Meanwhile, it is obvious that the addition of EFB shows enhancement in the magnetic properties of iron ore compared to original ore and the magnetization was improved with increasing temperature. The curves were drastically improved up to 5 kOe and the gradients become small as the ores reached the saturation condition. At 600°C, the Ms value increased up to 30.7 emu/g at applied magnetic field of 3 kOe with magnetic susceptibility of 28.13 × 10–3 emu/g. However, the magnetic susceptibilities of iron ore heated at 700 and 800°C decreased to 21.99 × 10–3 and 17.94 × 10–3 emu/g, respectively. The magnetic susceptibility of ore heated at 600°C is higher than 700 and 800°C due to the presence of magnetite which has been classified as having strong magnetic phase. However, the magnetic properties of the iron ore heated at 700 and 800°C decrease due to the increase in wustite peaks, and wustite has been categorized as paramagnetic material or known as weak magnetic phase. With increasing temperature up to 800°C, more wustite peaks were produced which reduce the magnetization of iron ore. Thus, it can be concluded that the presence of magnetite would enhance the magnetic properties of iron ore, while wustite dominance would decrease the magnetic properties of iron ore.
On the other hand, magnetic saturation slightly increased up to 47.1 emu/g at 900°C when applied magnetic field was up to 5 kOe and the magnetic susceptibility is 44.6 × 10–3 emu/g. It could be explained that goethite was successfully reduced into magnetite and metallic iron with small amount of wustite, consequently improved the magnetic properties of the ore. Thus, in the presence of 40 mass% of EFB, the magnetization curves for all ores completely become ferromagnetic. The magnetization of iron ore was improved as increasing the number of ferromagnetic phases in the iron ore after heating up to 900°C. The magnetization data of iron ore from the magnetization curves are summarized in Table 2.
The magnetic properties of original iron ore was improved by reduction roasting through removal of combined water and formation of strong magnetic minerals such as magnetite and metallic iron. Strong magnetic iron oxides are easy to be attracted and separated by magnetic force during magnetic separation process, while the weak magnetic iron oxides which are considered as paramagnetic materials are difficult to be attracted into magnetic force. Prior to the magnetic separation process for industrial practice, it is obvious that the original ore and iron ore heated at 700 and 800°C are not suitable candidates for upgrading treatment. However, iron ores heated at 600 and 900°C are suitable for further upgrading process using magnetic separator, since they were successfully magnetized into strong magnetic minerals through reduction roasting process.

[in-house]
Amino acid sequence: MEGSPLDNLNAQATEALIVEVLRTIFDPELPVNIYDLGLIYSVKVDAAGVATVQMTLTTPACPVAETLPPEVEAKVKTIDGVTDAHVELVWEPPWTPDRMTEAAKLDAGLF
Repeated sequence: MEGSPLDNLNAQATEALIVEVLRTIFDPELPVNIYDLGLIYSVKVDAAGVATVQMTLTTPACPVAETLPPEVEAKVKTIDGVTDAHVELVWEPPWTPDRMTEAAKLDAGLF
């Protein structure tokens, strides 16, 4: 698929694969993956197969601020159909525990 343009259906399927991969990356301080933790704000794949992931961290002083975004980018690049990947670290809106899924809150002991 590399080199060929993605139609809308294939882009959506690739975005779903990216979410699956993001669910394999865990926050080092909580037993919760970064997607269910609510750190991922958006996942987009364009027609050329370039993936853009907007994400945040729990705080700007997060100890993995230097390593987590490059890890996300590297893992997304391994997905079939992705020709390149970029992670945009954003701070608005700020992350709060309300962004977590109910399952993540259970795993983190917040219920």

The reduction roasting test of Malaysian iron ore using oil palm empty fruit bunch has been conducted. The results show the reduction degree tends to increase as temperature increases up to 900°C and EFB content up to 40 mass%. The low magnetic phases; goethite and hematite in the original ore were converted and improved into strong magnetite at 600°C with magnetic saturation of 30.7 emu/g and 28.13 × 10–3 emu/g of magnetic susceptibility. The magnetic properties of iron ores were improved at 700 and 800°C, but the presence of wustite lowers the magnetic properties compared to 600°C. Increasing temperature up to 900°C enhances the magnetic properties of iron ore due to the presence of magnetite and metallic iron which are classified as strong magnetic materials. The magnetic saturation of iron ore increases up to 47.1 emu/g and its magnetic susceptibility enhances by 40 times of 44.6 × 10–3 emu/g from the original iron ore. Therefore, the reduction roasting of low grade iron ore using oil palm empty fruit bunch could improve the magnetization of low grade iron ore and assist further upgrading process based on optimal magnetic properties of iron ore.
This research was supported by IIUM through a Research Matching Grant Scheme (RMGS 11-004-0017) and MOSTI Technofund (TF1011D220). We acknowledged Aras Kuasa Sdn Bhd for providing iron ore and FELDA Mempaga mill plant, Pahang Malaysia for the supply of oil palm empty fruit bunch.